Year 12 | 26 January 2020 | firstname.lastname@example.org
Houston tree expert, Louis Flory, owner of Ability Tree Experts has said the effects of severe drought Texas and other southern states went through this summer will linger for a long time.
“The drought was severe. Texas forestry officials know that the effects will linger for a long time. A few of these trees are a hundred years old and it takes time for recovery. Majority of them may not even recover,” he said.
City of Houston officials this week revered their estimate of tree losses due to the severity of the 2011 drought.
City officials said last month that the city would lose 10 percent (about 66 million) trees to high temperatures. The city now says they expect the loss to be greater because the drought has been very severe and the damage “unbelievable.”
“It’s got to the point where we have to pick and choose which trees to save and which ones to let go,” city officials said this week. “The city of Houston is concentrating on ‘signature trees’. We try to save the highly visible trees while those in the bushes may have to fend for themselves.”
Ability Tree Experts’ Flory said most Houston trees are severely stressed. “Most of the trees you are looking at may not be showing signs of severe stress but I guarantee you they are. Down the road, many of them may wither and die away as a result,” Flory added.
Harris county officials agree. Steve Dorman, Precinct 3 Parks Director said the county has been dumping thousands of gallons of water on county parks as a way to keep the trees alive. “We’re doing all we can to keep the trees alive and still failing with this drought,” he said.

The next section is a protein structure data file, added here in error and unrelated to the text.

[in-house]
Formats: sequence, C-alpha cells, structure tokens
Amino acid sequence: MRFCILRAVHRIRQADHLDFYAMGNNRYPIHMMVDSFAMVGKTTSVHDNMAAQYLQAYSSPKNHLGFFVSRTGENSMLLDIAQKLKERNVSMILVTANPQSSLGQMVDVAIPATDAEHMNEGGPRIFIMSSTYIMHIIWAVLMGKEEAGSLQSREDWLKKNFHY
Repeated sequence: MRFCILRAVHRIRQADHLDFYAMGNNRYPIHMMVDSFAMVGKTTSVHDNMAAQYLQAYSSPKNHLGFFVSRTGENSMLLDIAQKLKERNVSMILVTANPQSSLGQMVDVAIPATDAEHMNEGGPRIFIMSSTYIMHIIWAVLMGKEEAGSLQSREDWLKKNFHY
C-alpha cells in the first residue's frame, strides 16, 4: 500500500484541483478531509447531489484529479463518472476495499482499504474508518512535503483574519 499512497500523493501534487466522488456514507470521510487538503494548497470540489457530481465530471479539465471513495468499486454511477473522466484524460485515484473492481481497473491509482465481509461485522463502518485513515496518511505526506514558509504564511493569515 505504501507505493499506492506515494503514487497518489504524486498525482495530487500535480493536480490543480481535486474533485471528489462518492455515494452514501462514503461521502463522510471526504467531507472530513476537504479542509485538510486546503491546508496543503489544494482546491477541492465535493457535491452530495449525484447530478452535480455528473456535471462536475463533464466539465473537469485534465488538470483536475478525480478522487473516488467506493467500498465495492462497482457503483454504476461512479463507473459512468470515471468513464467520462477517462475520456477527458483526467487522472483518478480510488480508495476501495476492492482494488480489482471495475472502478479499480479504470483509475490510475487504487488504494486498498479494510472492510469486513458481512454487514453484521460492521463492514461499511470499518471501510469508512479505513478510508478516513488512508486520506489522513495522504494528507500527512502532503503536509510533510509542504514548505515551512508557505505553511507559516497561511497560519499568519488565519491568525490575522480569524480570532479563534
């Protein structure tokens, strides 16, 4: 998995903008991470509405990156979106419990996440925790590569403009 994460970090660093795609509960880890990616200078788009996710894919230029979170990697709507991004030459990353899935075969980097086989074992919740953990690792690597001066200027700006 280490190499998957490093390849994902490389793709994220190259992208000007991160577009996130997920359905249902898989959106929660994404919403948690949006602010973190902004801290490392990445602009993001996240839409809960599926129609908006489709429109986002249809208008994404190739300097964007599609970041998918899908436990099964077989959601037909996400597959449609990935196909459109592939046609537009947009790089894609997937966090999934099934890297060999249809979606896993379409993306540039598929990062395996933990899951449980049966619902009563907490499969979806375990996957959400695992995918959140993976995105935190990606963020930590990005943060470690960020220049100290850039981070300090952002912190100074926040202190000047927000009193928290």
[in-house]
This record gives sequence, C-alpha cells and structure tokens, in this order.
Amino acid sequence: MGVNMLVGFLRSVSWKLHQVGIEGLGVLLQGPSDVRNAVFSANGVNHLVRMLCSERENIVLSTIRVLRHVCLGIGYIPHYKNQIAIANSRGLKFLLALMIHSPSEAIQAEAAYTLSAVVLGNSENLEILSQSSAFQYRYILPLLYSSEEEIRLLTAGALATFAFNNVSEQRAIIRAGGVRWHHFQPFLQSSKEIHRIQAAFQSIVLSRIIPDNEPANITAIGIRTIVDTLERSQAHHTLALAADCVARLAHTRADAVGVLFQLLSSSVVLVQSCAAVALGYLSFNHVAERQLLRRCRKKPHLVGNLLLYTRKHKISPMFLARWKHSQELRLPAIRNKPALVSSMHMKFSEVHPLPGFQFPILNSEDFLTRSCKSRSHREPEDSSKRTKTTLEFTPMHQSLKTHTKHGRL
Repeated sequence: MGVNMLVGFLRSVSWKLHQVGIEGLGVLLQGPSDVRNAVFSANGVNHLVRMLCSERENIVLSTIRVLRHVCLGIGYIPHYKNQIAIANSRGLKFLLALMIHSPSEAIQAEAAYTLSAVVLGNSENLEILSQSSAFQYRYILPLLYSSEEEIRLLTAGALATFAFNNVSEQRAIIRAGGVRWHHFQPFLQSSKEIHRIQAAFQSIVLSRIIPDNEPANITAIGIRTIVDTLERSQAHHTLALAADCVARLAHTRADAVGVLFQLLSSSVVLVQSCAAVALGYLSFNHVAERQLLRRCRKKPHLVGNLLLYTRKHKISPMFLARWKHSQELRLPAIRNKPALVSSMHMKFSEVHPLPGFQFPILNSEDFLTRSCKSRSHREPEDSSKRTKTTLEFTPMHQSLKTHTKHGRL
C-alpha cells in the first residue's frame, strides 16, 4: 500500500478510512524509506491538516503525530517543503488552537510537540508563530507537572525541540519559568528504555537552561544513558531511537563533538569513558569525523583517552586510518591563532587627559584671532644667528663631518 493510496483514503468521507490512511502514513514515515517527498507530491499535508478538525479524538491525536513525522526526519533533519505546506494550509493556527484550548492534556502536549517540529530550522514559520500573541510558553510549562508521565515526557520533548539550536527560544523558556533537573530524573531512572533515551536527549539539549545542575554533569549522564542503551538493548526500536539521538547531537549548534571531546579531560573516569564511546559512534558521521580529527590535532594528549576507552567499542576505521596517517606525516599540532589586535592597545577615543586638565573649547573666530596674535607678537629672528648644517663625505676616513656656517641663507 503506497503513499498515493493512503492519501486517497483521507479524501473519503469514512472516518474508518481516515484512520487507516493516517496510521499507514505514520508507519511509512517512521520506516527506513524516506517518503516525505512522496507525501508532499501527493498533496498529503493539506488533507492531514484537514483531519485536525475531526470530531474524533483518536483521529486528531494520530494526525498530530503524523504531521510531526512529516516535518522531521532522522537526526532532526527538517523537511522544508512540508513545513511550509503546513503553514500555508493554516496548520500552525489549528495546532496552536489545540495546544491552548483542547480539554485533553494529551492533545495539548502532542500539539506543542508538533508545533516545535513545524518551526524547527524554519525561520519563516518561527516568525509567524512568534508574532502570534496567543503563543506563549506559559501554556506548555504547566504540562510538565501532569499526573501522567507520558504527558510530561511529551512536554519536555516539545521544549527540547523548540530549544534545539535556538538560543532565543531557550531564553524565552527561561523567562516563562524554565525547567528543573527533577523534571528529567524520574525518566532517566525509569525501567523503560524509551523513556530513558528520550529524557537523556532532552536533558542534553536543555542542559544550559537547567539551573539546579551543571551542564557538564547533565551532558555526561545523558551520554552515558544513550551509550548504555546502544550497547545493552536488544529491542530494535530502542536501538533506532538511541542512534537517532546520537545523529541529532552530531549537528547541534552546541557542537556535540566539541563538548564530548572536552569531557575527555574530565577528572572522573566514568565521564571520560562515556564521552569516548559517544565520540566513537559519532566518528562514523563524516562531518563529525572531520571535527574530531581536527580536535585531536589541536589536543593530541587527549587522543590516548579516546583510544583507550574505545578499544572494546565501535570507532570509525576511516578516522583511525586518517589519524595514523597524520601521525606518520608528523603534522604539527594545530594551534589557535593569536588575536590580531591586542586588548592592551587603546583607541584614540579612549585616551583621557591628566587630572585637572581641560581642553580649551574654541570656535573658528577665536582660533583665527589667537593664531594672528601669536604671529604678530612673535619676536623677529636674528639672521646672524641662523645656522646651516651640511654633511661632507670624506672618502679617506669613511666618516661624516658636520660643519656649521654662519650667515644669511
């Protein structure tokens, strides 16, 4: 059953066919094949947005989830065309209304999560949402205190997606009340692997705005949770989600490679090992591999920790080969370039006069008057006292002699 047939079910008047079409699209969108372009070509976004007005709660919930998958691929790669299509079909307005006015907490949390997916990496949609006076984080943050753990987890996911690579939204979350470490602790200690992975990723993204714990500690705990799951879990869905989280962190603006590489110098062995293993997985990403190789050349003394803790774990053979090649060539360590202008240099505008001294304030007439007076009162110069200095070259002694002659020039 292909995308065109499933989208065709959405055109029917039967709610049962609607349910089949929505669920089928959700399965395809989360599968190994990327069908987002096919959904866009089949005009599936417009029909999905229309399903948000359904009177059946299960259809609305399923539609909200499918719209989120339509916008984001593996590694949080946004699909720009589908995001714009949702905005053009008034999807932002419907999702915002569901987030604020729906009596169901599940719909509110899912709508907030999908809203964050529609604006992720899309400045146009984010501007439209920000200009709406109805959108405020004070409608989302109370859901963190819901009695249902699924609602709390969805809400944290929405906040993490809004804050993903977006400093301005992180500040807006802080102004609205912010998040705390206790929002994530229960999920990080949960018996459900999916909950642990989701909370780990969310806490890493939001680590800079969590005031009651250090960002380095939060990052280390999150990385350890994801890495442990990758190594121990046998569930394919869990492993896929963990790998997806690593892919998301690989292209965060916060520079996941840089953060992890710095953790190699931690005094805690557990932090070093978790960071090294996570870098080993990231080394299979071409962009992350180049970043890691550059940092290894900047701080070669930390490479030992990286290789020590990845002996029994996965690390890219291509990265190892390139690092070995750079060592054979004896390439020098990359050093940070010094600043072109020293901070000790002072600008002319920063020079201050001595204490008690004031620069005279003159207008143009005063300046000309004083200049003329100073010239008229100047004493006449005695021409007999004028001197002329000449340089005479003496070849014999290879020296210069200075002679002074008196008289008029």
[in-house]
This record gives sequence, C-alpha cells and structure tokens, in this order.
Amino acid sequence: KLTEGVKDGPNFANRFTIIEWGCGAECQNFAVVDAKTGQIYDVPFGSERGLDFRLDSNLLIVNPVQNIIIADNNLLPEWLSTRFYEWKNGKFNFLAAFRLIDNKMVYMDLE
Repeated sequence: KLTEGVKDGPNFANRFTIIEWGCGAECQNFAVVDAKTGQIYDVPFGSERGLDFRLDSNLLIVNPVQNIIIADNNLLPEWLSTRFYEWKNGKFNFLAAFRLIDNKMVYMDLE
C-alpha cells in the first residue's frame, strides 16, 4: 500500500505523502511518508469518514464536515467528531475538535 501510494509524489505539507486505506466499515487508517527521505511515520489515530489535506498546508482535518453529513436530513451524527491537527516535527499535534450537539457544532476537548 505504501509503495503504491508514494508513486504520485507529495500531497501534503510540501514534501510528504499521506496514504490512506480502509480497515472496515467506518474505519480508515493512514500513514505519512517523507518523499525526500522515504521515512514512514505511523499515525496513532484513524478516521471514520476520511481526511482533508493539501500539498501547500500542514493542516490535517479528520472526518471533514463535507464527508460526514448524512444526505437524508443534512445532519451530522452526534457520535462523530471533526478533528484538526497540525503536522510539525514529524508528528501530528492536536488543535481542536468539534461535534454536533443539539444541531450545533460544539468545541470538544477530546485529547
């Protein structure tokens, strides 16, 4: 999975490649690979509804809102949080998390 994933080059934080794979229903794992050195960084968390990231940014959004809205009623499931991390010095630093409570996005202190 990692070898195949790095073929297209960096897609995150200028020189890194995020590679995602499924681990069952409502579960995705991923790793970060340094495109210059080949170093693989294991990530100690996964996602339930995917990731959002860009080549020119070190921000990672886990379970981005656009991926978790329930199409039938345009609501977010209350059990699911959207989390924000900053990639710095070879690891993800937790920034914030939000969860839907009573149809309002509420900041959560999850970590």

Louis Flory said city and county officials may need to do more to mitigate tree losses. “More may be needed for a long time. Without doing more, the city and county may see unprecedented loss of trees.”
Houston City Parks Director Joe Turner said the city is devoting unprecedented amount of resources to the problem. He said his department has brought in 18 additional trucks and is looking for more.
“If you can find 1,500-gallon truck, we are happy to rent it. There are no more available that we can find,” he said.
“Everybody is trying to use the same resources; everyone’s trying to pull water from the same spots,” said Dana Cote, Texas Department of Transportation’s Houston district landscape architect. “We’re all trying to use the same equipment and the same contractors. There are no more available.”
by S. C.
06 october 2011, World News > America